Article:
Pepco Says Service Improved in 2018
Utility says number of outages dropped, repairs were faster
Pepco said its customers had fewer power outages and service was restored more quickly in 2018.
The utility reported a 30 percent drop in electric outages over the past five years, along with a 24-minute improvement in the time it takes to turn power back on for Maryland customers. The company said it restored service in 82 minutes on average in 2018, a record low.
Pepco, which serves 842,000 customers in parts of Montgomery and Prince George’s counties and the District of Columbia, has been making improvements in its systems, trimming trees and taking steps to improve service after it came under fire from customers, county and state lawmakers and regulators earlier this decade.
“Delivering improved service reliability year-over-year is a direct result of every one of our employees keeping our customers front and center in everything we do,” Pepco Holdings Senior Vice President Tyler Anthony said in a prepared statement released Thursday.
The Maryland Public Service Commission fined Pepco $1 million in 2011 for failing to fix problems leading to outages, some storm-related. An analysis by The Washington Post in 2010 concluded the company was among the worst in the nation in terms of outages and restoration times.
A variety of factors cause outages, including severe storms that down power lines and damage equipment. In some cases, where weather damage is widespread in areas with overhead power lines and large trees, repairs can take days.
State regulators require utilities to file annual reports on their performance and a spokeswoman said while the PSC hasn’t received data for 2018, the company’s work has improved in recent years.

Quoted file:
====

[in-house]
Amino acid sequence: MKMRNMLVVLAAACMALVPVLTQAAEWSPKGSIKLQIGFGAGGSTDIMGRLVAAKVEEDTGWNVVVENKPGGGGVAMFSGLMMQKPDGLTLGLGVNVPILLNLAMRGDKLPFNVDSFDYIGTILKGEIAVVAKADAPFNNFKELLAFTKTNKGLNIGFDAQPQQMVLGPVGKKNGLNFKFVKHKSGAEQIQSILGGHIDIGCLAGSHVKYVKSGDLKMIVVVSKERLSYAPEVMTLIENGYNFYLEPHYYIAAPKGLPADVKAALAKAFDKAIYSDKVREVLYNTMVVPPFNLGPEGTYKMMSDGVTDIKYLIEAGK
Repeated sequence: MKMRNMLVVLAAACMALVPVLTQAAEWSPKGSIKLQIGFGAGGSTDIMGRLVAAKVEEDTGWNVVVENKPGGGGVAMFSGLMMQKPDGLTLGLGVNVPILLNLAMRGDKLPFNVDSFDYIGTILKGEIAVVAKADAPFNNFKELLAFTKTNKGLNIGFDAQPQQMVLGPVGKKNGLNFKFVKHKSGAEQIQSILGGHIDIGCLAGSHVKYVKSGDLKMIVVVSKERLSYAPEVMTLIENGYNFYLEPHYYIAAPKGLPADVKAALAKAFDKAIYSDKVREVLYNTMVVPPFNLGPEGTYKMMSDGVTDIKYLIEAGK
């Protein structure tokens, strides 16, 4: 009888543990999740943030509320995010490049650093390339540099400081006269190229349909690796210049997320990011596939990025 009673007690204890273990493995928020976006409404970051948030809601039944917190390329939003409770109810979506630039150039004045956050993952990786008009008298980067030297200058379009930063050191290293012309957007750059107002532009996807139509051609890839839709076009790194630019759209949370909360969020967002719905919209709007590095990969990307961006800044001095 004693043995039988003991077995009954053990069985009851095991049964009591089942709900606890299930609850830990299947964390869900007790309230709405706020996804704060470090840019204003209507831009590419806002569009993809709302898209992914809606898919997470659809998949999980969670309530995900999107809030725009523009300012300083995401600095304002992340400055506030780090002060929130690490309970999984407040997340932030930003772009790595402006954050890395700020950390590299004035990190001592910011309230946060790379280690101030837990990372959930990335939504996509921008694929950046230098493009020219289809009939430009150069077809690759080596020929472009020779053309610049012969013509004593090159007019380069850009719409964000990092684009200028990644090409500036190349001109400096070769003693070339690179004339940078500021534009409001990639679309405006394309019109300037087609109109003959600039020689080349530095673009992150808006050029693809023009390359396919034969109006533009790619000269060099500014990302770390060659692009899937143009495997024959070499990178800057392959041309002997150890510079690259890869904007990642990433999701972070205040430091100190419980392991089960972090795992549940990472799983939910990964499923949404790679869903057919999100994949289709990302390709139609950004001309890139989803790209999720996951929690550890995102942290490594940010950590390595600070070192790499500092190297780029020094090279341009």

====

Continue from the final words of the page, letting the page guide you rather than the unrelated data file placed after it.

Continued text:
Pepco was in compliance with the standards governing frequency and duration of outages in 2017, the most recent year data was available. Pepco outperformed target standards, which are set by Maryland law, by significant margins, according to a PSC report from September 2018.
Pepco spent more than $100 million on upgrades in 2018, including installing more than 34 miles of underground cables, upgrading transformers and trimming trees, which are blamed in 40 percent of outages, spokeswoman Christina Thompson said.
These projects were “investments to modernize” the company’s operation, Thompson said.
Customers paid for upgrades through delivery charges, though bills have remained steady since Pepco merged with Exelon Corp. in March 2016, Thompson said.
Pepco is seeking a $29 million rate increase, Thompson said. If the request is approved by the PSC, residential customers using at least 863 kilowatts of electricity would see a monthly bill increase of $3.51, a 2.7 percent bump.